We’ve seen in the past how actors playing dual roles often have an advantage at the Emmys. They get to show off their dramatic range and give voters multiple performances for the price of one. This year, that factor might benefit Martin Freeman, but not the way it usually does. Instead of playing twins, clones, or multiple personalities, Freeman will get to show Emmy judges two completely separate performances: “Fargo,” for which he’s nominated for Best Movie/Mini Actor, and “Sherlock: His Last Vow,” for which he contends for Best Movie/Mini Supporting Actor.
Freeman has played Dr. John Watson in PBS Masterpiece’s modern-day “Sherlock” for three seasons. It’s a heroic role, and in the nominated installment, “His Last Vow,” he copes with a shocking betrayal involving his wife, Mary (Amanda Abbington), while investigating a blackmail scheme.
His “Fargo” role is just the opposite. He plays Lester Nygaard, a Midwestern milquetoast who snaps, murders his wife, and ruthlessly covers it up. So not only does the British actor get to play an average man’s descent into villainy, but he also gets to adopt a North Dakota accent. An actor couldn’t ask for a better opportunity to demonstrate his range.
The great news for Freeman is that voters will be watching both performances. In the lead category, where he contends for “Fargo,” he’s up against “Sherlock” star Benedict Cumberbatch, so Emmy judges who watch all the nominated material will get to see Freeman twice. If they’re impressed by his sheer output and versatility, that could give him a leg up on his competition.
He has the same advantage in the supporting category. He’s nominated there for “Sherlock,” but competes against “Fargo’s” Colin Hanks, so judges in that category will also get to see both of his performances.
But even if voters admire both roles, will they really let one performance sway their decision when considering another? There’s recent precedent for that, but it indicates that voters might be better at compartmentalizing than we think.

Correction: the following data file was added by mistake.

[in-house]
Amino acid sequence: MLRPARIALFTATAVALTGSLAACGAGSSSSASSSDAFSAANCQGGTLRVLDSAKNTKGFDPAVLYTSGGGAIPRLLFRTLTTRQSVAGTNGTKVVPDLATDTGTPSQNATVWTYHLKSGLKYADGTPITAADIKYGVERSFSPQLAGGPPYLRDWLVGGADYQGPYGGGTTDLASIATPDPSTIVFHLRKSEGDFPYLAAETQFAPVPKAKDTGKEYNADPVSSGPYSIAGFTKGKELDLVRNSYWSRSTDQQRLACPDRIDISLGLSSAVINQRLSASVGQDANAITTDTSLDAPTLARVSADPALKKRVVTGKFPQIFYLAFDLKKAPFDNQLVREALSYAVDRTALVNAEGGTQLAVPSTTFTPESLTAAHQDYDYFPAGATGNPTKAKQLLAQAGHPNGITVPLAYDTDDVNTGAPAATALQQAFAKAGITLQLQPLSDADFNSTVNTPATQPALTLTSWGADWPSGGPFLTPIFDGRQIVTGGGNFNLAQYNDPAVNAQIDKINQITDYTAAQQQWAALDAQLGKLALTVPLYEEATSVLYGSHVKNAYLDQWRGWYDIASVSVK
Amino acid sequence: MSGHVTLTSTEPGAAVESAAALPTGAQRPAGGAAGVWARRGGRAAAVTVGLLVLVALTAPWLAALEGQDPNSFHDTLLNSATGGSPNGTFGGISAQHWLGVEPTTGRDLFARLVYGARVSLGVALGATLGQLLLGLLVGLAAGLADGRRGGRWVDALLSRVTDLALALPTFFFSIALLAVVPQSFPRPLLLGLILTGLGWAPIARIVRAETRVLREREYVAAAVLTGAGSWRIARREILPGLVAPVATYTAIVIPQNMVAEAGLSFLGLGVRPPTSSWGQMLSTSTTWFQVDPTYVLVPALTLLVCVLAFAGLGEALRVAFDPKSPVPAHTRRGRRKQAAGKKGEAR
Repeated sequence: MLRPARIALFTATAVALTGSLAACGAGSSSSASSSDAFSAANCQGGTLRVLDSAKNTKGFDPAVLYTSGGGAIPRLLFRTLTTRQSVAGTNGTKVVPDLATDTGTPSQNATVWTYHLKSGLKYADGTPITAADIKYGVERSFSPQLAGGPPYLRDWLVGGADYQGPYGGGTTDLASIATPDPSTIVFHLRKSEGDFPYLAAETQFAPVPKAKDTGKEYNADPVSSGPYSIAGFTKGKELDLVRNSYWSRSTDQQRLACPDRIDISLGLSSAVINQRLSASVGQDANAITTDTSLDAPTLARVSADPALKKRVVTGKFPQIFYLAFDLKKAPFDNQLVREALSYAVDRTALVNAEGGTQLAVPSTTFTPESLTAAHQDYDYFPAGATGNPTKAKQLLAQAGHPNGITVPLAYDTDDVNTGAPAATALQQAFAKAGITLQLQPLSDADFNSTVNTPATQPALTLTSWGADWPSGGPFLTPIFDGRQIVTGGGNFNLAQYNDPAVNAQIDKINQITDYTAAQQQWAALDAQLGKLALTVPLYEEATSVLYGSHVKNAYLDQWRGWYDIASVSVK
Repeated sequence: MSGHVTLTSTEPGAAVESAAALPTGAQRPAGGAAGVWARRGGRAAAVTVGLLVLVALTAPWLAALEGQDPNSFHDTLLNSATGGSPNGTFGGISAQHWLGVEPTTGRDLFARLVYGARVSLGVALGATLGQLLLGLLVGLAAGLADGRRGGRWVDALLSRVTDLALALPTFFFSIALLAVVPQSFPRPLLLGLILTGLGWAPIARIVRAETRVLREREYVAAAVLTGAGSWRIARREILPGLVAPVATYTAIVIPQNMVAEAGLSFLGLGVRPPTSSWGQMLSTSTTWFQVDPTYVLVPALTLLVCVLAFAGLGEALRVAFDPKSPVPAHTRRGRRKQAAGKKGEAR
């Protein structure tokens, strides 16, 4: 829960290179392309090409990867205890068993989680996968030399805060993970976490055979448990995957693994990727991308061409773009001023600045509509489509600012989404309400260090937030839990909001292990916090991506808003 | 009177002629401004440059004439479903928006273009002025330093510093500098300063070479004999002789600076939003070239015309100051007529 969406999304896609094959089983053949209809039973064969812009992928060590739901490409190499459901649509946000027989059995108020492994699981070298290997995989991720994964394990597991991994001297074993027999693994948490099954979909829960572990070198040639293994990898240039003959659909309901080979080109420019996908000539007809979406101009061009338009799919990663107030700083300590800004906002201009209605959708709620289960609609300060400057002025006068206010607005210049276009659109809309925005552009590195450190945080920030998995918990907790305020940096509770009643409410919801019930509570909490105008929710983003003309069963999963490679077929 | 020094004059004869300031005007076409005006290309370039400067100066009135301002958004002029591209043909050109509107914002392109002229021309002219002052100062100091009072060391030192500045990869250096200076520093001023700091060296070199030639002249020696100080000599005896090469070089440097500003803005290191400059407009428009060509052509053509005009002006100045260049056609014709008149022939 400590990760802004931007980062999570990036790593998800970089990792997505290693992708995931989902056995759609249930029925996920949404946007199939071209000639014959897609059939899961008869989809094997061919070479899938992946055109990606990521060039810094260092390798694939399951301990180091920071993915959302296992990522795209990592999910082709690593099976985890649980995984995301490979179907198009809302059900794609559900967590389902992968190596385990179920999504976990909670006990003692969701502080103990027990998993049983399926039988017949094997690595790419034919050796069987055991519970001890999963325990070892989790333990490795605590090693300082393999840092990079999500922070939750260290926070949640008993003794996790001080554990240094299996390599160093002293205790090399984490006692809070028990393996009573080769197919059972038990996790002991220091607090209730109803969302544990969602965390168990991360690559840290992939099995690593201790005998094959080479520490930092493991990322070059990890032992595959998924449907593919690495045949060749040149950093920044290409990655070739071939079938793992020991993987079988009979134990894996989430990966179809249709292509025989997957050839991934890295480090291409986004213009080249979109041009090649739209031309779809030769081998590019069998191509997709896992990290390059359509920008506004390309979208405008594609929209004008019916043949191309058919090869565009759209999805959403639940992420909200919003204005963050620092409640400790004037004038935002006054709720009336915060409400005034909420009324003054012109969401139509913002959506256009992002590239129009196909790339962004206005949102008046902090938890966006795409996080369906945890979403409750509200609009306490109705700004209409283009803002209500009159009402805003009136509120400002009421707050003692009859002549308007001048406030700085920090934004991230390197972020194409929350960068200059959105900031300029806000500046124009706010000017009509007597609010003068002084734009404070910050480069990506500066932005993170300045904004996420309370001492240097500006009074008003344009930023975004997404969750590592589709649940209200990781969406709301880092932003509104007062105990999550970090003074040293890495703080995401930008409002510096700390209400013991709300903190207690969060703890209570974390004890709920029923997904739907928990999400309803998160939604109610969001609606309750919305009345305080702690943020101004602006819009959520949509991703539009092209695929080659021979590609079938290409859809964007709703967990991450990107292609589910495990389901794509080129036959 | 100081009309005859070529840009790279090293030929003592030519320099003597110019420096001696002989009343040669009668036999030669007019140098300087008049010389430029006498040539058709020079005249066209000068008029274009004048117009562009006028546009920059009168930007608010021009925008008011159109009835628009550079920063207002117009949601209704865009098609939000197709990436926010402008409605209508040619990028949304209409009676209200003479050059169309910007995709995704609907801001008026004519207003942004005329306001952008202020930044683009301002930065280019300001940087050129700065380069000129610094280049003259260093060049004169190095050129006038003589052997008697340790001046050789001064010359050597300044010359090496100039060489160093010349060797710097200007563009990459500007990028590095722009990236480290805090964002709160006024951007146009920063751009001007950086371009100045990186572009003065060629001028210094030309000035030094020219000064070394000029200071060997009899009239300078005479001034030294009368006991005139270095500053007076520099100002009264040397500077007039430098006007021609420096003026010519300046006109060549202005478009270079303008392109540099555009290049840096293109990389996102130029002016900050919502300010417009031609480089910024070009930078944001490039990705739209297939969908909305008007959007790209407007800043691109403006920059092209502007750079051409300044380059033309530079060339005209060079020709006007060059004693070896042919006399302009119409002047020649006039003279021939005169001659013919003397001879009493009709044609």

In 2011, Jane Lynch was aiming for her second consecutive Comedy Supporting Actress win for “Glee.” She submitted an impactful episode of her own – “Funeral,” in which her character mourned the death of her sister – and her rival nominee Kristen Wiig (“Saturday Night Live“) happened to submit an episode of the sketch comedy series guest-hosted by Lynch.
Getting a double dose of Lynch should have been irresistible to voters, but they went with Julie Bowen (“Modern Family“) instead. Perhaps they didn’t want to award Lynch for an “SNL” performance when considering her for “Glee.” Then again, Bowen had an advantage of her own: she was nominated against her co-star Sofia Vergara, so voters got to see her in two episode submissions too.
Martin Freeman is an underdog in both his Emmy races according to our predictions. He ranks third to win Best Movie/Mini Actor for “Fargo,” getting 25/1 odds. “Fargo” co-star Billy Bob Thornton is the current favorite to win that race, with Mark Ruffalo (“The Normal Heart“) a close second.
Freeman ranks second for Movie/Mini Supporting Actor for “Sherlock,” but Matt Bomer (“The Normal Heart”) is such a heavy favorite in that category that Freeman still only gets 25/1 odds.
Are we underestimating him? Predict Best Movie/Mini Actor below.